Arrogant doctors are guilty of collective misconduct
The article headlined, 'Off by a heartbeat', on medical misdiagnosis (South China Morning Post, October 14), reported that the Medical Council is now 'trying to educate the public' by issuing a booklet which includes the statement that 'Medicine is not an exact science . . . '.
So, now the council is blaming the ignorance of the awakening general public when, for years, it is the doctors who have continually promulgated the myth that what they do is scientific. By way of this myth, they have created a unique place in society for themselves by domination of legislation and insurance cover and by denigrating other healers such as chiropractors, traditional Chinese medicine and naturopaths as being 'unscientific'.
In the last 10 years, the need for quality assurance in industry has become mandatory for anyone wishing to do business in the world, but, as yet, we have no benchmarks for quality of medical performance nor statistics to measure them.
No form of medicine has the objective rigours of the scientific method and failure to diagnose is not misconduct. Rather, misconduct is to be found in the profession as a whole which has arrogated itself to its present position of dominance and public trust. However, there are plenty of things which the Medical Council does not do much about such as dangerous prescription of antibiotics for viral infections and the non-washing of hands between patients. Or am I ignorant, like the rest of the public, in thinking that these are misconduct? Some statistics, relating to the US, given by Professor Melvyn Werbach, a faculty member of the School of Medicine at UCLA, are interesting:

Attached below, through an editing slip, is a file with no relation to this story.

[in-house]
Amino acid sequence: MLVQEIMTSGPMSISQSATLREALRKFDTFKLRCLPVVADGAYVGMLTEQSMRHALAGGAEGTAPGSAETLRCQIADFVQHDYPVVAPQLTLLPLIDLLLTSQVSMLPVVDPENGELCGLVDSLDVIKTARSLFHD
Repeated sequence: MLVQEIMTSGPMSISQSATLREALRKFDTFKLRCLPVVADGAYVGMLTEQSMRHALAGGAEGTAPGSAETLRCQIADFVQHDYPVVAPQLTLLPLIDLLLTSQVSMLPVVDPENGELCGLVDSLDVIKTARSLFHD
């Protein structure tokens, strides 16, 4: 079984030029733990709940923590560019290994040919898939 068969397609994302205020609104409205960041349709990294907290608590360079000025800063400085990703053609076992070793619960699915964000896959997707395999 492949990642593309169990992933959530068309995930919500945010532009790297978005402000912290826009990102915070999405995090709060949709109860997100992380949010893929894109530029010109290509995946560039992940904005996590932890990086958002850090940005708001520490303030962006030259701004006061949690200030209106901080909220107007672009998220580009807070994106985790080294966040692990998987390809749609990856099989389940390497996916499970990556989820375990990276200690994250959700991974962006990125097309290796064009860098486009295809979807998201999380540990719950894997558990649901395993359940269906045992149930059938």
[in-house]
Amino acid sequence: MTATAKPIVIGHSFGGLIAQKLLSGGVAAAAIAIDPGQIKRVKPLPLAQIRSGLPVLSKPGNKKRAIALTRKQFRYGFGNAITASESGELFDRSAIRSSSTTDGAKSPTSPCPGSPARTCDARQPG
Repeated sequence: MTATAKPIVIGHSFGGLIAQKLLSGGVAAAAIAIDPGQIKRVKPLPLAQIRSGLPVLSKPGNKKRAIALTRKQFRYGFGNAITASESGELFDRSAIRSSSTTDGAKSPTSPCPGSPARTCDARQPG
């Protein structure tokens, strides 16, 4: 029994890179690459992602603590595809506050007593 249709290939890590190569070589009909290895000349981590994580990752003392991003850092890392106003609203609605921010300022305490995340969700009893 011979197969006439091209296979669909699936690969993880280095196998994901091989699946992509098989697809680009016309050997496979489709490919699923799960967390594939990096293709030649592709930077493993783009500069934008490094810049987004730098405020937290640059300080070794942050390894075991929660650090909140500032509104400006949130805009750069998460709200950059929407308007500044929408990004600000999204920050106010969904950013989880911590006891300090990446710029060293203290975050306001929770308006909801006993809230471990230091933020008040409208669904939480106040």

Based on autopsy findings, errors in diagnosis are now just as prevalent as in the past (around 50 per cent in many studies), despite enormous technological improvements.
Of all surgeries, 12 per cent are unnecessary, with Caesarean section being the worst offender, amounting to as much as 23 per cent of all deliveries in the US.
Errors in medication supplied in hospital are once every 6.5 administrations (either in dosage or medication given).
Another interesting statistic is the likelihood of contracting a disease in hospital which ranges, in various places, between 10 per cent and 30 per cent. It is understood to stand at about 15 per cent in Hong Kong, but, of course, such incidents do not get much publicity.
No, misdiagnosis is certainly not misconduct, it is an inevitable part of a system which has, for too long, promulgated a myth of its supremacy and covered up its failings. Is it possible that the realisation, by the Medical Council, that Western medicine is not an exact science may start an era of humility in which doctors embrace and respect all other forms of healing for the wider good?
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